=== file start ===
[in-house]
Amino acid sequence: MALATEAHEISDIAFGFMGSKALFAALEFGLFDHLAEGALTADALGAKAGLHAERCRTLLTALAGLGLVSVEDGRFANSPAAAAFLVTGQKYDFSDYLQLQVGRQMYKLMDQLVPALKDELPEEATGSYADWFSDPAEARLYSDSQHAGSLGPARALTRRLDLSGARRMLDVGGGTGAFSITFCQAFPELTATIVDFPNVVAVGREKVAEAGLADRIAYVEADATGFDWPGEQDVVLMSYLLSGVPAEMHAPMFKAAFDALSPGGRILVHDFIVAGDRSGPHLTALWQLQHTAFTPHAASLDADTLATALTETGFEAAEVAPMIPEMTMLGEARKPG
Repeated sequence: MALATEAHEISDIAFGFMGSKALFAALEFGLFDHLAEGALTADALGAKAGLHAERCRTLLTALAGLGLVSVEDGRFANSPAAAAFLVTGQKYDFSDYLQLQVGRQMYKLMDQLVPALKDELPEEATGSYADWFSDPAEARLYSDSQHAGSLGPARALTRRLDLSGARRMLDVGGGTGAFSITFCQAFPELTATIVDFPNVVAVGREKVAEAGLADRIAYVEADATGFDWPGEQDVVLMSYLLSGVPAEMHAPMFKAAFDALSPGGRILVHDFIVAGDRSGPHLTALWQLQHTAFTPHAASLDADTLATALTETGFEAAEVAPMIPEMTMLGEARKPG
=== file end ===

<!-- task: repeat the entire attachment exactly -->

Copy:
[in-house]
Amino acid sequence: MALATEAHEISDIAFGFMGSKALFAALEFGLFDHLAEGALTADALGAKAGLHAERCRTLLTALAGLGLVSVEDGRFANSPAAAAFLVTGQKYDFSDYLQLQVGRQMYKLMDQLVPALKDELPEEATGSYADWFSDPAEARLYSDSQHAGSLGPARALTRRLDLSGARRMLDVGGGTGAFSITFCQAFPELTATIVDFPNVVAVGREKVAEAGLADRIAYVEADATGFDWPGEQDVVLMSYLLSGVPAEMHAPMFKAAFDALSPGGRILVHDFIVAGDRSGPHLTALWQLQHTAFTPHAASLDADTLATALTETGFEAAEVAPMIPEMTMLGEARKPG
Repeated sequence: MALATEAHEISDIAFGFMGSKALFAALEFGLFDHLAEGALTADALGAKAGLHAERCRTLLTALAGLGLVSVEDGRFANSPAAAAFLVTGQKYDFSDYLQLQVGRQMYKLMDQLVPALKDELPEEATGSYADWFSDPAEARLYSDSQHAGSLGPARALTRRLDLSGARRMLDVGGGTGAFSITFCQAFPELTATIVDFPNVVAVGREKVAEAGLADRIAYVEADATGFDWPGEQDVVLMSYLLSGVPAEMHAPMFKAAFDALSPGGRILVHDFIVAGDRSGPHLTALWQLQHTAFTPHAASLDADTLATALTETGFEAAEVAPMIPEMTMLGEARKPG